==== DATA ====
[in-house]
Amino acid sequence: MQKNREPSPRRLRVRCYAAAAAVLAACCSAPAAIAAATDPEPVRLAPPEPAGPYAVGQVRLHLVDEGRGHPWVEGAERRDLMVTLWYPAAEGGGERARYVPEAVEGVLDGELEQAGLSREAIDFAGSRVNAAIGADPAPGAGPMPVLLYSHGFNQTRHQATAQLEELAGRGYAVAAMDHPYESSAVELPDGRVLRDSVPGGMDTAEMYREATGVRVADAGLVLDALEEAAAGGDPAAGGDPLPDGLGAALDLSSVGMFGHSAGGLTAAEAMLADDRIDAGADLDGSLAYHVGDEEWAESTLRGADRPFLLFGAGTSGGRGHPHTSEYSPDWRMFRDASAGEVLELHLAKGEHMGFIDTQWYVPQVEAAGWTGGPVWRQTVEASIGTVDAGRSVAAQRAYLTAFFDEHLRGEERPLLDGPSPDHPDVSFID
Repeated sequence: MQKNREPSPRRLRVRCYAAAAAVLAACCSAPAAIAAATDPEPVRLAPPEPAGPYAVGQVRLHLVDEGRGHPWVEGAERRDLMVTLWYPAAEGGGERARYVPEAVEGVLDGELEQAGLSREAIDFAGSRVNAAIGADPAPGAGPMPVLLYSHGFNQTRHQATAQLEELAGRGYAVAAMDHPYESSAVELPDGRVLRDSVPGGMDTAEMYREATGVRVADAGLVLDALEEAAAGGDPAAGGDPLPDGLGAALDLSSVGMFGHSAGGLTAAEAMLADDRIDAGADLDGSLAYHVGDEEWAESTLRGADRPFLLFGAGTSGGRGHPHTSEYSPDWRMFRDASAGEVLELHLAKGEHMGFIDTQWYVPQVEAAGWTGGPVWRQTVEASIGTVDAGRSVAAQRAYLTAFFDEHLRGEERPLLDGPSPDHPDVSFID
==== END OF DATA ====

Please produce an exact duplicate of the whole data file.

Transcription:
[in-house]
Amino acid sequence: MQKNREPSPRRLRVRCYAAAAAVLAACCSAPAAIAAATDPEPVRLAPPEPAGPYAVGQVRLHLVDEGRGHPWVEGAERRDLMVTLWYPAAEGGGERARYVPEAVEGVLDGELEQAGLSREAIDFAGSRVNAAIGADPAPGAGPMPVLLYSHGFNQTRHQATAQLEELAGRGYAVAAMDHPYESSAVELPDGRVLRDSVPGGMDTAEMYREATGVRVADAGLVLDALEEAAAGGDPAAGGDPLPDGLGAALDLSSVGMFGHSAGGLTAAEAMLADDRIDAGADLDGSLAYHVGDEEWAESTLRGADRPFLLFGAGTSGGRGHPHTSEYSPDWRMFRDASAGEVLELHLAKGEHMGFIDTQWYVPQVEAAGWTGGPVWRQTVEASIGTVDAGRSVAAQRAYLTAFFDEHLRGEERPLLDGPSPDHPDVSFID
Repeated sequence: MQKNREPSPRRLRVRCYAAAAAVLAACCSAPAAIAAATDPEPVRLAPPEPAGPYAVGQVRLHLVDEGRGHPWVEGAERRDLMVTLWYPAAEGGGERARYVPEAVEGVLDGELEQAGLSREAIDFAGSRVNAAIGADPAPGAGPMPVLLYSHGFNQTRHQATAQLEELAGRGYAVAAMDHPYESSAVELPDGRVLRDSVPGGMDTAEMYREATGVRVADAGLVLDALEEAAAGGDPAAGGDPLPDGLGAALDLSSVGMFGHSAGGLTAAEAMLADDRIDAGADLDGSLAYHVGDEEWAESTLRGADRPFLLFGAGTSGGRGHPHTSEYSPDWRMFRDASAGEVLELHLAKGEHMGFIDTQWYVPQVEAAGWTGGPVWRQTVEASIGTVDAGRSVAAQRAYLTAFFDEHLRGEERPLLDGPSPDHPDVSFID